risking touch, risking invitation—
if he took my hand it would not alter
this explicit sadness.
                             The evening stalls,
the fireworks grow boring at this remove.
The traffic prowling the highway at our backs,
the couples, the families scuffling on the bank
must think us strangers to each other. Or,
more likely, with the celebrated fireworks thrusting
their brilliant repeating designs above the ridge,
we simply blur into the foreground,
like the fireflies dragging among the trees
their separate, discontinuous lanterns.

curriculum vitae :: lisel mueller

1992

1) I was born in a Free City, near the North Sea.

2) In the year of my birth, money was shredded into
confetti. A loaf of bread cost a million marks. Of
course I do not remember this.

3) Parents and grandparents hovered around me. The
world I lived in had a soft voice and no claws.

4) A cornucopia filled with treats took me into a building
with bells. A wide-bosomed teacher took me in.

5) At home the bookshelves connected heaven and earth.

6) On Sundays the city child waded through pinecones
and primrose marshes, a short train ride away.

7) My country was struck by history more deadly than
earthquakes or hurricanes.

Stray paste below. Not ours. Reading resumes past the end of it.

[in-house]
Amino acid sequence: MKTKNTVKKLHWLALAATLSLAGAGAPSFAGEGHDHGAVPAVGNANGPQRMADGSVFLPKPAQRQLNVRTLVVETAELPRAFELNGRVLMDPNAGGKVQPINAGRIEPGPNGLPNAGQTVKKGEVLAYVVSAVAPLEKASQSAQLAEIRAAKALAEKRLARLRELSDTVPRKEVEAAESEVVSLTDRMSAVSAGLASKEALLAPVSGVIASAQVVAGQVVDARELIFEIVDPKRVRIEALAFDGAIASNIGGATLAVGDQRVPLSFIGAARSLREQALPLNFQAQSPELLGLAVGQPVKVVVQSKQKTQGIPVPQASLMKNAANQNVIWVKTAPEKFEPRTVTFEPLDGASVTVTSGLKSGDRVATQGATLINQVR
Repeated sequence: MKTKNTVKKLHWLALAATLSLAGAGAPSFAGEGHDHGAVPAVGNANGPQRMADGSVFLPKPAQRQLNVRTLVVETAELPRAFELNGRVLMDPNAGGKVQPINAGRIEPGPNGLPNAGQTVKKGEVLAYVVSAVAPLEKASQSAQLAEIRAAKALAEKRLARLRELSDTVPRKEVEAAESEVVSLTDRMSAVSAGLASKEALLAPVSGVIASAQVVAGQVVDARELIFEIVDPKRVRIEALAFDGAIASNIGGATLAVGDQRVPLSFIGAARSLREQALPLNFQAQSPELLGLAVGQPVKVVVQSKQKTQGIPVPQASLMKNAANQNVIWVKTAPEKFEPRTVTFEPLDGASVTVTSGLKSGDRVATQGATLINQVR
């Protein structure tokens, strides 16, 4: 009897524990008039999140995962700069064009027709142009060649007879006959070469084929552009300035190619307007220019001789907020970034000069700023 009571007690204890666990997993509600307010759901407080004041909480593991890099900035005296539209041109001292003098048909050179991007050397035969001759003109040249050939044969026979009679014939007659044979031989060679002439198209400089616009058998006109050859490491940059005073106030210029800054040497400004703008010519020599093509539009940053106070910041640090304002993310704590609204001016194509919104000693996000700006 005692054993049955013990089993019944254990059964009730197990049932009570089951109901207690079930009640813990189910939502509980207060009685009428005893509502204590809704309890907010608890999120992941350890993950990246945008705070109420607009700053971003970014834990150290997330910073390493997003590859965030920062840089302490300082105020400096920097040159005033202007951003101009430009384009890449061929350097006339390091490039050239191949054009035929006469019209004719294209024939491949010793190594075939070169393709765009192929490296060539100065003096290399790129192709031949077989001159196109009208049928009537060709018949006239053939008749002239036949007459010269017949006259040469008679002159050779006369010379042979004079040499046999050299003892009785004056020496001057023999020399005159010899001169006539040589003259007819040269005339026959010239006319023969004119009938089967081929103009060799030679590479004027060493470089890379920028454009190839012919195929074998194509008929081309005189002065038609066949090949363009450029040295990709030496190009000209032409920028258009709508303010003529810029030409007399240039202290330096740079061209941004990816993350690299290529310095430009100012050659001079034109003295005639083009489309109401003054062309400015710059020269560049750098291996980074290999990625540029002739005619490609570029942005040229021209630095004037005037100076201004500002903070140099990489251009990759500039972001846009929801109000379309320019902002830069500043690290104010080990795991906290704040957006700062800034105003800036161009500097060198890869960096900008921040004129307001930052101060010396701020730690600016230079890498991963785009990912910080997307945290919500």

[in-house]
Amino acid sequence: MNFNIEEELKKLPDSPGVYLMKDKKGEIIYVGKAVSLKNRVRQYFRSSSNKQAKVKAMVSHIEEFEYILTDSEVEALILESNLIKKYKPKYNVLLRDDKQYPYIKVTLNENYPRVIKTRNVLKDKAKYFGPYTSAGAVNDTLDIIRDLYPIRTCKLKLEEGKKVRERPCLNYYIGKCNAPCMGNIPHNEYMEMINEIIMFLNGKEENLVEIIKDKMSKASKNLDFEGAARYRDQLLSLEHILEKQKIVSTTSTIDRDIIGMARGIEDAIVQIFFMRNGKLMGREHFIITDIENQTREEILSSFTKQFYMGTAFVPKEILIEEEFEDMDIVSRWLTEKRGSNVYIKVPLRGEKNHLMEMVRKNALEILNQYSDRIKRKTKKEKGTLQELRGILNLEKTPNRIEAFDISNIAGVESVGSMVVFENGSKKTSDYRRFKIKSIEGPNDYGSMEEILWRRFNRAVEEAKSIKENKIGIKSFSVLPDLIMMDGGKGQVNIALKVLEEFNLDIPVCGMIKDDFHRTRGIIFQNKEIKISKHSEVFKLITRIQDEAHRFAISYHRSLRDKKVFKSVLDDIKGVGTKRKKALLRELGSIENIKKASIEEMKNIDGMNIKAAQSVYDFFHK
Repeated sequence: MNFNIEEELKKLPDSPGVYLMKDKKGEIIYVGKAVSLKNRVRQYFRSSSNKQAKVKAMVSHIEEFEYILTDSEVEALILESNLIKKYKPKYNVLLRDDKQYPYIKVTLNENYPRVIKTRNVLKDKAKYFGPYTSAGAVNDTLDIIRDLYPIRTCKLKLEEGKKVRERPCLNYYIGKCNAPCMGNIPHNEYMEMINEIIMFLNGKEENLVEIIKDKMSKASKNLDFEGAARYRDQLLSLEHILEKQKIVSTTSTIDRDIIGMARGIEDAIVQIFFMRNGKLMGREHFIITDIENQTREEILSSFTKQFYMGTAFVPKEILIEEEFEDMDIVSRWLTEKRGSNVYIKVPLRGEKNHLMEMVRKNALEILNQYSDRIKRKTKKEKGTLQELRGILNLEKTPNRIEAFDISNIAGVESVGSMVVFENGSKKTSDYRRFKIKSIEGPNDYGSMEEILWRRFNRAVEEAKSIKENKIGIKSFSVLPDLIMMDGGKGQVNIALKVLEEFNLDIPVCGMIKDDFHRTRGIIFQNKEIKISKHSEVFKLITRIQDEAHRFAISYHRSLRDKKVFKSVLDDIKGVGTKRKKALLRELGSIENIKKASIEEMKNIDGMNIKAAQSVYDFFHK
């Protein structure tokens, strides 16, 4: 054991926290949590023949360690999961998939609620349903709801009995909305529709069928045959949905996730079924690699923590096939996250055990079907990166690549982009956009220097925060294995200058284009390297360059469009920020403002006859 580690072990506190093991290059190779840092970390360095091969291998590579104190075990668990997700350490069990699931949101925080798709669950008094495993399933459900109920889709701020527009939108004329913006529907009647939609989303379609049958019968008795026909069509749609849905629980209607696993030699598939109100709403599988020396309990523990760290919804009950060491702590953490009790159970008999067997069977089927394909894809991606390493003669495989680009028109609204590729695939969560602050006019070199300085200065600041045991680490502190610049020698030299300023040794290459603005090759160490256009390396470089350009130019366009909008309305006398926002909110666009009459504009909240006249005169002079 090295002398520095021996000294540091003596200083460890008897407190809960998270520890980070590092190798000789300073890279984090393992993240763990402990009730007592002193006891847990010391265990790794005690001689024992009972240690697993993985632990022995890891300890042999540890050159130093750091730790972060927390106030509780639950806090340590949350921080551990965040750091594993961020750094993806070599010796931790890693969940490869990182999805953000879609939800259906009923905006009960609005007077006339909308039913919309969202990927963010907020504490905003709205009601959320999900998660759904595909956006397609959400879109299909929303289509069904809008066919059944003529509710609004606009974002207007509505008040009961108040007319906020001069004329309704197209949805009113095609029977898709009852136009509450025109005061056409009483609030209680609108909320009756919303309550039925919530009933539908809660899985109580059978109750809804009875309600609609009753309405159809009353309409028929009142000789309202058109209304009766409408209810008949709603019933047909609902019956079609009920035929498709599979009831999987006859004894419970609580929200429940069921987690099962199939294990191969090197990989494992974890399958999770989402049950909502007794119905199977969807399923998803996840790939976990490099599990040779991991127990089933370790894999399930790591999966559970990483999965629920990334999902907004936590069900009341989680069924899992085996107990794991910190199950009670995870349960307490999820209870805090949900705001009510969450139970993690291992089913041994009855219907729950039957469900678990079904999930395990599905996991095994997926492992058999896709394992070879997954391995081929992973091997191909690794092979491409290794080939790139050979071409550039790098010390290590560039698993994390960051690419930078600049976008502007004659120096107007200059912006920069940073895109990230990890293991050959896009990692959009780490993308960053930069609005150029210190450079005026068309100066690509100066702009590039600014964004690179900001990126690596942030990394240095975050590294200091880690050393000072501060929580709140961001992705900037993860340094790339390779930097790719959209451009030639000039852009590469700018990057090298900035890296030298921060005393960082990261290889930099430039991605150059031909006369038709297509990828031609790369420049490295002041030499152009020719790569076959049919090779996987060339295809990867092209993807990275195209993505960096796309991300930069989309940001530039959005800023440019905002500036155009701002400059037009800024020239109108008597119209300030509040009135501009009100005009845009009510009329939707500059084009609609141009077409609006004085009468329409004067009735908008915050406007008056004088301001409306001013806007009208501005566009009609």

8) My father was busy eluding the monsters. My mother
told me the walls had ears. I learned the burden of secrets.

9) I moved into the too bright days, the too dark nights
of adolescence.

10) Two parents, two daughters, we followed the sun
and the moon across the ocean. My grandparents stayed
behind in darkness.

11) In the new language everyone spoke too fast. Eventually
I caught up with them.

12) When I met you, the new language became the language
of love.

13) The death of the mother hurt the daughter into poetry.
The daughter became a mother of daughters.

14) Ordinary life: the plenty and thick of it. Knots tying
threads to everywhere. The past pushed away, the future left
unimagined for the sake of the glorious, difficult, passionate
present.

15) Years and years of this.

16) The children no longer children. An old man’s pain, an
old man’s loneliness.

17) And then my father too disappeared.

18) I tried to go home again. I stood at the door to my
childhood, but it was closed to the public.

19) One day, on a crowded elevator, everyone’s face was younger
than mine.

20) So far, so good. The brilliant days and nights are
breathless in their hurry. We follow, you and I.

daybreak :: galway kinnell

On the tidal mud, just before sunset,
dozens of starfishes
were creeping. It was
as though the mud were a sky
and enormous, imperfect stars
moved across it as slowly
as the actual stars cross heaven.
All at once they stopped,
and, as if they had simply
increased their receptivity
to gravity, they sank down
into the mud, faded down
into it and lay still, and by the time
pink of sunset broke across them
they were as invisible
as the true stars at daybreak.

cotard’s syndrome :: sara michas-martin

“Jeanie was well oriented for time, place and person…
as for being dead or alive, she was all at sea.”
                                                      — Paul Broks, Neuropsychologist

I was sitting in a usual chair, my lips
dry as dust
            I was aware of my tongue,
limp between my teeth

I swallowed water
felt it slosh inside my chest like a hose
dumped over a bucket of nothing

My organs sagged out of place,